UBC could face legal action after cancelling Free Speech Club event

The UBC Free Speech Club (FSC) is threatening legal action against UBC after the university cancelled a FSC event due to unspecified safety concerns.

Featuring right-wing reporter Andy Ngo, the FSC’s talk “Understanding Antifa (Anti-fascist) Violence” was supposed to take place on January 29 at UBC’s Robson Square campus.

But on December 20, the university contacted the FSC to cancel the booking.

Ngo is an editor-at-large of The Post Millennial, a right-wing media website. He made national headlines after he was hit by unidentified individuals thought to be anti-facist activists counter-protesting a Proud Boys rally in Portland, Oregon. The Proud Boys are categorized as a hate group by the Souther Poverty Law Centre.

Ngo also claims that he was hit by milkshakes mixed with quick-dry cement, but this was disputed by other reporters who witnessed the incident.

Ngo has been reported by various outlets to allegedly provoke protesters and associate with right-wing hate groups to promote narratives that antifa groups are ideological, militant and dangerous.

Soon after the Facebook event for Ngo’s talk was created, UBC community members such as the UBC Students Against Bigotry (SAB) expressed their concerns about it online.

“His entire career is based off misrepresenting and demonizing anti-fascism, protecting his far-right friends, and getting people to basically believe his misrepresentations and his lies,” said a SAB member in an interview with The Ubyssey. The member asks to remain anonymous to avoid harassment from far-right organizations.

“In this case there'd be a pretty clear concern that Andy would come and that other fascist activists from Portland would come, people who've been getting in street fights and big brawls for years really at this point … That’s the kind of audience that he cultivates.”

According to UBC Chief Risk Officer Ron Holton in a written statement to The Ubyssey, Ngo’s talk was cancelled after a risk assessment performed by the university found that the “safety and security of UBC students, faculty, staff and infrastructure” could be jeopardized if the event were allowed to take place.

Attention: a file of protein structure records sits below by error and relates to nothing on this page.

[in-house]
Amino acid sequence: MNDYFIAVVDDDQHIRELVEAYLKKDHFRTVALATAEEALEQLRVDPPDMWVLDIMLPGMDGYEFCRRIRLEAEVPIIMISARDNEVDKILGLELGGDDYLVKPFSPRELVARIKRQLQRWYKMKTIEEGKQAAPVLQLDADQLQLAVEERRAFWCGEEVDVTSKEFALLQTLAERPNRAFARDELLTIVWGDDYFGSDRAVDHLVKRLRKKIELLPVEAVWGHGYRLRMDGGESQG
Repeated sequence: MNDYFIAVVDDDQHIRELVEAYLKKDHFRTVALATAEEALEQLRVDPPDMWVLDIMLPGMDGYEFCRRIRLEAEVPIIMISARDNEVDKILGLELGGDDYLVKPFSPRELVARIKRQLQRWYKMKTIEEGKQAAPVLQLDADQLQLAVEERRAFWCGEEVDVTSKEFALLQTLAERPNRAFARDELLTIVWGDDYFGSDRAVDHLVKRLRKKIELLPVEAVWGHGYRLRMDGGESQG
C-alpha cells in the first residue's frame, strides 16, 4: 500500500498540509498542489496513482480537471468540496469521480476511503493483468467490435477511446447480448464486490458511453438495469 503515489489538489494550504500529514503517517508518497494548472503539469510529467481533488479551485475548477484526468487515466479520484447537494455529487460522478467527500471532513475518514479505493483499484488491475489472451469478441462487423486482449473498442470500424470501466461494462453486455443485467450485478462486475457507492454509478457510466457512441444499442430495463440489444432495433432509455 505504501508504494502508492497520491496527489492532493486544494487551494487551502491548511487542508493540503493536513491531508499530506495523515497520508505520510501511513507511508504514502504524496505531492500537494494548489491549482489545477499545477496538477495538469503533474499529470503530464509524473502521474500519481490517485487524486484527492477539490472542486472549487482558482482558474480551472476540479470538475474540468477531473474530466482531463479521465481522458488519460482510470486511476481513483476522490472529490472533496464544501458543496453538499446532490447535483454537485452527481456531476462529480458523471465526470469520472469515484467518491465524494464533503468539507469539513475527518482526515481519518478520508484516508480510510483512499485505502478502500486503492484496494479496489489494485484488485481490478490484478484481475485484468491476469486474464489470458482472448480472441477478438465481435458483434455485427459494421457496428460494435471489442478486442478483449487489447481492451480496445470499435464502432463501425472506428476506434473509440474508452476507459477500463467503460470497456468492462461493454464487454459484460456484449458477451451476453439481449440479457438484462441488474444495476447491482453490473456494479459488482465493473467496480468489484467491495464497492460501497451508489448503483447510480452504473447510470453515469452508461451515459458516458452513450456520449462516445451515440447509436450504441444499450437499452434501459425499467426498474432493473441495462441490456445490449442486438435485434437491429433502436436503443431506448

The university did not name any specific safety concerns. According to the SAB member, the group had not planned any demonstrations against the event at the time of cancellation.

“At our current juncture, our aim was to get the event canceled via sharing information and providing pressure on the university via this information, and if the event didn’t get canceled, that would entail us having a discussion about what we would want to do, not just among ourselves, but amongst other community members,” they said.

UBC also did not give the FSC the option to pay for security as it had for past events. FSC director Angelo Isodorou said that the change in protocol indicated that UBC may have made the decision for political reasons.

“In the past, security has always been an option, and we paid thousands and thousands and thousands of dollars to UBC over the years for security … According to [Holton], the [UBC] executives did not want that to even be an option. They are just going to cancel events unilaterally that are controversial like this,” said Isodorou.

He added that he believes the decision runs contrary to UBC’s obligation as a public institution to remain politically unbiased. On these grounds, The FSC and Ngo enlisted the Justice Centre for Constitutional Freedoms (JCCF) to write a December 31 letter on their behalf demanding the cancellation be rescinded. The JCCF said it will pursue legal action if the university does not respond by January 10.

In the letter, JCCF lawyer Morty Moore appealed to UBC’s 1976 Statement on Academic Freedom.

In November, the UBC Vancouver Senate created a working group to consider whether the statement needed to be changed after UBC was banned from the Vancouver Pride Parade last summer because it allowed anti-Sexual Orientation and Gender Identity (SOGI) speaker Jenn Smith to speak on campus.

Holton did not say how the university will respond to the letter in his statement to The Ubyssey.

Isodorou said that he felt Ngo’s talk would not have been cancelled if not for the invitation of past speakers whose events have drawn conflicts among protesters that security could not control.

“It's actually not about [us]. It's about the fact that the other free speech group on campus has hosted a number of events recently that have turned into carnivals: you know, confrontations among protesters and ticket-holders,” he said.

Ngo was not available for comment by press time, but he took to Twitter expressing frustration about the cancellation and sharing screenshots of Facebook comments from left-wing activists that he viewed as threatening.

In response, the SAB member said they “do not condone assault against [Andy Ngo] supporters.”

Overall, they believe the cancellation will make for a safer Vancouver.

“We’re happy that the event event got canceled, because if it remains canceled, then the threats that we mentioned of far-right groups descending and coming and targeting people for harassment [will subside],” they said.

This article was corrected to reflect that the Students for Freedom of Expression did not host the Jenn Smith event at UBC, and to correct the wording of a comment from the Student Against Bigotry member.